To most of us, the muskox is just a shaggy, smelly (hence the name) beast from the far north. But artist Rob Friday, who identifies as two-spirit, has a knack for giving the animals he paints a special significance.
He specializes in nature paintings and usually uses canvas for his creations; but he’s stepping out of his comfort zone to paint a muskox on a small crate for The Great Crate Show, part of this year’s Chinatown Remixed art festival in Ottawa. The festival begins Saturday, Sept 24, 2016.
Friday, who cites his indigenous background and two-spirit identity as sources of inspiration, frequently depicts the animal he paints in an abstract, “psychedelic” sort of way, with complex drawings of animals filled with other images, colours and designs. When he wants to give his animal a gender, those designs can involve ovaries, penises or sperm. But he is intentionally leaving his muskox ambiguously gendered.
“I think I picked this particular muskox design [for the crate] because it’s gender-free,” he says, adding that his muskox is intentionally ambiguous as a gesture of support for the trans community.
“I just want [this piece] to represent freedom,” he says. “I guess with regard to gender . . . I’m trying to show freedom. Freedom for everyone. Why not, right?”
Each year, Chinatown Remixed — which Friday describes as “very queer positive” — takes over a slew of hair salons, grocery stores, cafés, alleyways and other locations — anyplace, really — in Chinatown. The 40 or so participating artists are each given assigned an unconventional place to exhibit their work.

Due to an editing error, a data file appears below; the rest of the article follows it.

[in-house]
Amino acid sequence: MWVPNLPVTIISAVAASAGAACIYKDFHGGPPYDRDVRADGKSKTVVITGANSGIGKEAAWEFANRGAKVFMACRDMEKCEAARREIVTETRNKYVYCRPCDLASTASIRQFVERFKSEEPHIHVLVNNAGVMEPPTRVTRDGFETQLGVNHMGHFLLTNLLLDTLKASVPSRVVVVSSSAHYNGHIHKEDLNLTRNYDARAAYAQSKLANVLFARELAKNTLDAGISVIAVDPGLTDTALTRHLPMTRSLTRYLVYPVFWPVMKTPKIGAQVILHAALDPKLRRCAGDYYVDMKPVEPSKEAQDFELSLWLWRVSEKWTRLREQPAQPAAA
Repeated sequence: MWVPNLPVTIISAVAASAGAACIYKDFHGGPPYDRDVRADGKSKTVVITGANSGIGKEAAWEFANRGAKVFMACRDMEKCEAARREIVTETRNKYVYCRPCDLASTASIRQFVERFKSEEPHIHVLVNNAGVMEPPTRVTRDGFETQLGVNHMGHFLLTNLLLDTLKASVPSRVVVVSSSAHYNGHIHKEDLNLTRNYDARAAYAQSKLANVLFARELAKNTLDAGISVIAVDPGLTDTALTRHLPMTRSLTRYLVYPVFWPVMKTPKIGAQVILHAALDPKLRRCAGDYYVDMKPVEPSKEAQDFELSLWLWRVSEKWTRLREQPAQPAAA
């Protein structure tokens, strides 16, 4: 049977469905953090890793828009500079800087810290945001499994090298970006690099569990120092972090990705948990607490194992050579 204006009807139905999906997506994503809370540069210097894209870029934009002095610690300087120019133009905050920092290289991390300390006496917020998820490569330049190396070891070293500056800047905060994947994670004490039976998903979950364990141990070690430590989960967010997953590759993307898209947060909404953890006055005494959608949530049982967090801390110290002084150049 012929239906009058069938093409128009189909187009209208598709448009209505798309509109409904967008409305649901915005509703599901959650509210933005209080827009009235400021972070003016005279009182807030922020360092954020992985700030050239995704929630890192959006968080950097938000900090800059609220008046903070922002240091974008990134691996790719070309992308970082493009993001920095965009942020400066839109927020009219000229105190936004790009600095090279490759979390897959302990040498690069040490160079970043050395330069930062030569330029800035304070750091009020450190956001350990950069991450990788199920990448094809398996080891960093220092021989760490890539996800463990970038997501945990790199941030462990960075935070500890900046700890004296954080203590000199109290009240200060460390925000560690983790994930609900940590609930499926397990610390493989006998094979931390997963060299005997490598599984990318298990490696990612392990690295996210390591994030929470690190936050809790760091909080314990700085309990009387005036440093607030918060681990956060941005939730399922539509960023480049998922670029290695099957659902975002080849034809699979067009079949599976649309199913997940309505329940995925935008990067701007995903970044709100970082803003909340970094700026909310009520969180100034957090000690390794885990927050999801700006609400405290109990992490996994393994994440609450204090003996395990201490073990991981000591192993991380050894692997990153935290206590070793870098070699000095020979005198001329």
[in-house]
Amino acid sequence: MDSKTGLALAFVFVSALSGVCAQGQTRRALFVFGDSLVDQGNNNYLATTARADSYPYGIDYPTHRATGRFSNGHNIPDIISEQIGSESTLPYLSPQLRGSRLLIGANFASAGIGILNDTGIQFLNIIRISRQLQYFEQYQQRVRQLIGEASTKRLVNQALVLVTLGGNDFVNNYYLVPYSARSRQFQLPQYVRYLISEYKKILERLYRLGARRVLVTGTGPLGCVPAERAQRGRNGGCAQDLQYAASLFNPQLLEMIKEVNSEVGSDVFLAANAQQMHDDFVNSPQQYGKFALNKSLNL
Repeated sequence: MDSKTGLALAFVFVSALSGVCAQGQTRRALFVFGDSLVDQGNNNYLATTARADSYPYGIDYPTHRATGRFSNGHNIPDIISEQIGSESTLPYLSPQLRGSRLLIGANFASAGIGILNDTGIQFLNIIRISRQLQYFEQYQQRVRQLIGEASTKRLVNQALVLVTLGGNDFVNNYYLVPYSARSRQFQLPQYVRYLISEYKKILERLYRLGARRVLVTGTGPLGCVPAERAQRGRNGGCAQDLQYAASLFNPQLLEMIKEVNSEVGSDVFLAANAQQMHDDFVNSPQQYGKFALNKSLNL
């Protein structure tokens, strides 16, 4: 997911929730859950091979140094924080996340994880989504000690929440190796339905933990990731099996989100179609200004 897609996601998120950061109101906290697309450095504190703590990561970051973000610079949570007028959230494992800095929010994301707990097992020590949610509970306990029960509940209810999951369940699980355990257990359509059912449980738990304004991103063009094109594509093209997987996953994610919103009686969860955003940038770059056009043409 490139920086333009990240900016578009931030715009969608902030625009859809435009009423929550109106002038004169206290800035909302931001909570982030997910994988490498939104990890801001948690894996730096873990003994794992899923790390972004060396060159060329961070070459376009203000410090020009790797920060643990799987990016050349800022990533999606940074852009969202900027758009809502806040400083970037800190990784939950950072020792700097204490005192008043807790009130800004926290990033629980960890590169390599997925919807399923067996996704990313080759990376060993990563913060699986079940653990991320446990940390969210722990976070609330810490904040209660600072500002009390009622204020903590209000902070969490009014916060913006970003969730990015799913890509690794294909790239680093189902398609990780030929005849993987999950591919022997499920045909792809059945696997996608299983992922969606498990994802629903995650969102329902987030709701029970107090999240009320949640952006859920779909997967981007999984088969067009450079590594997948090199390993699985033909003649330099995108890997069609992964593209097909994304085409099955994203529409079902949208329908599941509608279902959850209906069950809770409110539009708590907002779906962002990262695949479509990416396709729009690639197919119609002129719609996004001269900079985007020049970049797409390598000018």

The main event — the vernissage — will take place on the festival’s first day, in the afternoon. The pieces will stay on display until Oct 29, but the kick-off is when the various artists will be with their work, on hand to explain their pieces, charm those passing by, and sell their creations. And the parking lot of Shanghai Restaurant will be alive with performances and other diversions.
But the Great Crate Show, where Friday’s muskox piece will be shown, is something a little different. While most of the other artists at the festival are off on their own, this is a group exhibit. Artist and festival founder Don Kwan creates one-of-a-kind wood objects and custom wooden crates, and decided to incorporate the crates into the festival.
“I invited several local artists whose artwork I admire . . . to get inspired and transform the crate with their own style” Kwan says. “Like a blank canvas, but instead it’s a blank crate,” he says.
The pieces — decorated by Rob Friday, Greta Grip, Guillermo Trejo and others — will be on display at Shanghai Restaurant for the duration of the festival.